Most electronic devices use a power regulator to create a fixed output voltage that can be depended on to be consistent, even when the input voltage changes. In most cases the input voltage needs to be at least a little higher than the output voltage for the converter to function, although there are boost converter circuits that can take a lower voltage and boost it to a higher one, by drawing more current.
A typical cell phone battery outputs 3.7V or 4.2V depending on the chemistry, and a typical cell phone circuit requires 3.3V or 2.5V or 1.8V or 1.2V depending on the chip. The regulator will take the battery voltage, which will vary as it gets depleted, and produce the constant fixed voltages of 3.3V, 2.5V, 1.8V, 1.2V as needed. If the battery level falls below the point that the regulator can function, then the phone shuts off. The chips simply won't operate if the exact correct voltage isn't applied.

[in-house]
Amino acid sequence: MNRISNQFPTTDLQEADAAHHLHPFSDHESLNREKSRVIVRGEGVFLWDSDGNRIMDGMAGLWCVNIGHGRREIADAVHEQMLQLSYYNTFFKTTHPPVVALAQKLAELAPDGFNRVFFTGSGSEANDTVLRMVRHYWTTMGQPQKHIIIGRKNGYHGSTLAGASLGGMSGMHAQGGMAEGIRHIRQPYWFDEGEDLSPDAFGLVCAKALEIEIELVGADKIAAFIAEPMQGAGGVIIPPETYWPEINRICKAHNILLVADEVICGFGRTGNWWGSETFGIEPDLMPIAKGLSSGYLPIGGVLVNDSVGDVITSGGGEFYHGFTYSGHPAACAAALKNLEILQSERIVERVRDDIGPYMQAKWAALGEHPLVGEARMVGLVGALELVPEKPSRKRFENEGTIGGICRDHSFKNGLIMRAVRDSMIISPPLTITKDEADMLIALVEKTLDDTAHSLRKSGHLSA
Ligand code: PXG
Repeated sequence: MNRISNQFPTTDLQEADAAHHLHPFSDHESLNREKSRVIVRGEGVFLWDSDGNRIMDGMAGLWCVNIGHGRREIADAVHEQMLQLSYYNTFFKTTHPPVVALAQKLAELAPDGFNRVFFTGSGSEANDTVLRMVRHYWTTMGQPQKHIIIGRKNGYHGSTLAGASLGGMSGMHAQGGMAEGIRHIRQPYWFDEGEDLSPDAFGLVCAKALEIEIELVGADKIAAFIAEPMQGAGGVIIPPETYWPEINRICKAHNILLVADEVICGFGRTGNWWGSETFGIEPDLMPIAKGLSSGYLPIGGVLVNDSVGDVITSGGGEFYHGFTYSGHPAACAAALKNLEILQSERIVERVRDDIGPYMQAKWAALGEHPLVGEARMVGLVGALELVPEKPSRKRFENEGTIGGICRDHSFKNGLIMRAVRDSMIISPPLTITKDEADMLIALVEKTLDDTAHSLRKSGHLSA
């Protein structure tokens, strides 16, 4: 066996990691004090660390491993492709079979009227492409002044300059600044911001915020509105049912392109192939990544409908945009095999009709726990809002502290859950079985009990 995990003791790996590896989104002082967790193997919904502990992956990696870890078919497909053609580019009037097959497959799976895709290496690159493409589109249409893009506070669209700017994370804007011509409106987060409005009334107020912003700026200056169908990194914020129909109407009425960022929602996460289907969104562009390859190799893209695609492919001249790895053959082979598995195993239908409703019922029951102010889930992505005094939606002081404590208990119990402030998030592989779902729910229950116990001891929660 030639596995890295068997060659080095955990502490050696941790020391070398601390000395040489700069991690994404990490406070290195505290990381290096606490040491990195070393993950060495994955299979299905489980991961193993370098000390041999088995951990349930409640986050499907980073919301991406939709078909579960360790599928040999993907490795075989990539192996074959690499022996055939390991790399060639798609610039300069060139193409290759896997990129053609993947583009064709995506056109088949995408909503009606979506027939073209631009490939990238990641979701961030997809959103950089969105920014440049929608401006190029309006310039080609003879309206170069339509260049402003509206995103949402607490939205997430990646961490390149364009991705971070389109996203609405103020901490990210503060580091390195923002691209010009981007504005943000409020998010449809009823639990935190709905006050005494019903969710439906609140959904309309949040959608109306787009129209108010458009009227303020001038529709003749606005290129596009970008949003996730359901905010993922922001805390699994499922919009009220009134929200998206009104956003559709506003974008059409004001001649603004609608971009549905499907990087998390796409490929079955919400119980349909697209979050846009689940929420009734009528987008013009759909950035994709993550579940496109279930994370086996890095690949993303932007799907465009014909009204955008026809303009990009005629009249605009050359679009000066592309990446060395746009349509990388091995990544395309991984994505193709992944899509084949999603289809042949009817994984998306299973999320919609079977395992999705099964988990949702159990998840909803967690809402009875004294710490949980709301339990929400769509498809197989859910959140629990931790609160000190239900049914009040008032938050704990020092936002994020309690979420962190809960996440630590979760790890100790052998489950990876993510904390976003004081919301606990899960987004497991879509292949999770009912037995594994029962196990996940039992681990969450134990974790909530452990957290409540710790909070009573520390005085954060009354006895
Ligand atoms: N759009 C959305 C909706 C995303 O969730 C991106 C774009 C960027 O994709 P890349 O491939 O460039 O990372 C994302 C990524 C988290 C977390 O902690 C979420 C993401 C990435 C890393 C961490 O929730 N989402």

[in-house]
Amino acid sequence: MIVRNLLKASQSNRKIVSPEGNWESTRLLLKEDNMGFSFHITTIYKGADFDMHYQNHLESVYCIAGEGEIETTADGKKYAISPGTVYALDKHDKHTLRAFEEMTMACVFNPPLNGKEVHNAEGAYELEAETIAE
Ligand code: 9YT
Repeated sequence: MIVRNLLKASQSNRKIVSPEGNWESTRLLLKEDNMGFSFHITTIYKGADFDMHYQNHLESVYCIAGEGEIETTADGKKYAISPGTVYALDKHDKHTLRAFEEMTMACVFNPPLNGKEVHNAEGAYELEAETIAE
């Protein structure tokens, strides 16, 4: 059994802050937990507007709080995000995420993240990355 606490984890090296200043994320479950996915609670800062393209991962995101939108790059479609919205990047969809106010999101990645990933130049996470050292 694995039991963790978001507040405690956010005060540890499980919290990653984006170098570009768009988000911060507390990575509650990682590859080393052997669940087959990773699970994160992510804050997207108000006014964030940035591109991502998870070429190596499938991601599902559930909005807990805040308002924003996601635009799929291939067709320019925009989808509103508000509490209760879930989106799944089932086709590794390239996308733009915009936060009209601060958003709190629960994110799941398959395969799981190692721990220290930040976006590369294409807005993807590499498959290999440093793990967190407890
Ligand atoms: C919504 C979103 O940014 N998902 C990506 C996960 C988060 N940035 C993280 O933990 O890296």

You can think of it like a pressure regulator for an air compressor. You can connect a pressure regulator to an air tank and dial it down to 50 psi. If the tank has 100 psi, the regulator outputs 50 psi. If the tank drops to 70 psi, the regulator still outputs 50 psi. If the tank drops to 50 psi the regulator will still output 50 psi, but below that, the regulator output will fall with the tank. 40-40, 20-20, 0-0.